[ M Doley ]
It is said that sharing is caring. But what happens when a teacher does not hesitate to ask his pupil to share some tobacco when he falls short of the substance? This is what a district level education officer informed about recently. The newfound strange student-teacher equation should raise the eyebrows of every sane citizen.
Such acts on the part of teachers would steamroll the government order prohibiting the use and sale of tobacco and tobacco products within a radius of 100 yards of any educational institution.
The officer said he had received several complaints from parents and guardians that some of the teachers attended classes in shabby dresses, chewing betel nut, and did not even hesitate to ask for tobacco from the students.
More importantly, he had been informed that many teachers in the district are opium addicts and have been found neglecting their duties, which led to poor academic performance by the students.
In the past, there have been reports of drug peddling involving teachers and security personnel.
It seems that drug the silent killer is steadily spreading its ugly tentacles around one of the main pillars of education, which is a matter of grave concern.
Another serious issue right now is the involvement of minors in drug peddling.
To evade police arrest, drug traffickers have taken to adopting a new and imported tactic. They are engaging minors as their delivery boys. This astonishing fact was revealed when a minor in possession of drugs was caught by police in Pasighat a couple of weeks ago.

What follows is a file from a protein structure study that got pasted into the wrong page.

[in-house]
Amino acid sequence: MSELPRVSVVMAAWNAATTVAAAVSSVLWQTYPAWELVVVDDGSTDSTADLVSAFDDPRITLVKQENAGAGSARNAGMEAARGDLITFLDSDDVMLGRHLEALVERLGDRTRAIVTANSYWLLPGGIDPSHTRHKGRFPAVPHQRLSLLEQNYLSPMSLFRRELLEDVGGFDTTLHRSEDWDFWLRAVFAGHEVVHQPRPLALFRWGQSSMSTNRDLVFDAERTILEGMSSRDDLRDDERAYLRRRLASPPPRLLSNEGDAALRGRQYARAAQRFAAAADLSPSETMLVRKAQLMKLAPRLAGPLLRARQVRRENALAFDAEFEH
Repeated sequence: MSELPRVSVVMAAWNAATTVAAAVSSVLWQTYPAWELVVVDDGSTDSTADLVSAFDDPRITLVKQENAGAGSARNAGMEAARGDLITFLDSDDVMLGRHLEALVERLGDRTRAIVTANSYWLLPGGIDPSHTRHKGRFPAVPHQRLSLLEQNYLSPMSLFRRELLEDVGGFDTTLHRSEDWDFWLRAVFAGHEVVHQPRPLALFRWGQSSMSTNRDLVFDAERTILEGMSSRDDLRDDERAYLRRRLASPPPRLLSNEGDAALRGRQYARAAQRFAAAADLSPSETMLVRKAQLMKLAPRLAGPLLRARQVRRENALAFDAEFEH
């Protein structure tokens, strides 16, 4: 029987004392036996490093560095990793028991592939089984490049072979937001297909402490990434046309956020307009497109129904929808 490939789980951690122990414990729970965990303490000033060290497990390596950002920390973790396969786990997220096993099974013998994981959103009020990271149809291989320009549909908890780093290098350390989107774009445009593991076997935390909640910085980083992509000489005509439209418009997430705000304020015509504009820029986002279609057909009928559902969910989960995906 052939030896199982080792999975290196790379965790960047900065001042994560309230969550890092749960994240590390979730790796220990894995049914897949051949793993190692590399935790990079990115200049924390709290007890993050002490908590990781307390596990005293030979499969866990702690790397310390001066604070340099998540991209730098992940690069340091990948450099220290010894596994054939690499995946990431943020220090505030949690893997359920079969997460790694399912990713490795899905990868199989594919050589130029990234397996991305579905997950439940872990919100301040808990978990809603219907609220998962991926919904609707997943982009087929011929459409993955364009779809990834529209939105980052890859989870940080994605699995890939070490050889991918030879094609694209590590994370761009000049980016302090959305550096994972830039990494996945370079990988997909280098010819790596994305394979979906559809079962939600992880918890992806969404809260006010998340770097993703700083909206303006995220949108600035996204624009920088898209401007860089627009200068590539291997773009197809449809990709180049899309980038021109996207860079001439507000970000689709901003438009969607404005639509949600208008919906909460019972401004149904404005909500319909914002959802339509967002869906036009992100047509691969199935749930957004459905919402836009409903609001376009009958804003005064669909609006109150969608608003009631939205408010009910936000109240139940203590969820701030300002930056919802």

As per the police, the boy was reportedly engaged by a person (non-APST) based in Itanagar to deliver the drugs to a ‘customer’.
This is not only a clear case of child exploitation but also a serious issue with the potential to destroy the future of the state. Also, this may be a process of giving birth to a new generation of drug traffickers, because nobody can simply rule out that these delivery boys may themselves become involved in illicit drugs trade after a few years.
According to sources, there is an interstate drugs racket active in the state. They are doing their business under the very nose of the police.
The frequent seizure of various types of costly drugs, like brown sugar, along with opium and ganja, in large quantities by the state police speaks volumes about the flourishing drugs trade. This also indicates that there is a good number of users/buyers of such drugs in the state.
Since the issue of the drugs menace is well known to the authorities, the time has come to contain the menace in whatever way possible, and to deal with all those involved in the drugs trade with an iron hand.